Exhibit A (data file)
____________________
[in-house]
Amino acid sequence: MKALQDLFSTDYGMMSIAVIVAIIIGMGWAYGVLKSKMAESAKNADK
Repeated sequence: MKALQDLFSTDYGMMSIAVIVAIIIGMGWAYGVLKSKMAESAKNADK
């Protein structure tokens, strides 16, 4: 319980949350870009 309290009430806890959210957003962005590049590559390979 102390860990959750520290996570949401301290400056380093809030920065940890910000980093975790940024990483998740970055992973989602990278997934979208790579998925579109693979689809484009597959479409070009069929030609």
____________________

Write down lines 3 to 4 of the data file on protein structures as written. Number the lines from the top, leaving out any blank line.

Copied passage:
Repeated sequence: MKALQDLFSTDYGMMSIAVIVAIIIGMGWAYGVLKSKMAESAKNADK
């Protein structure tokens, strides 16, 4: 319980949350870009 309290009430806890959210957003962005590049590559390979 102390860990959750520290996570949401301290400056380093809030920065940890910000980093975790940024990483998740970055992973989602990278997934979208790579998925579109693979689809484009597959479409070009069929030609």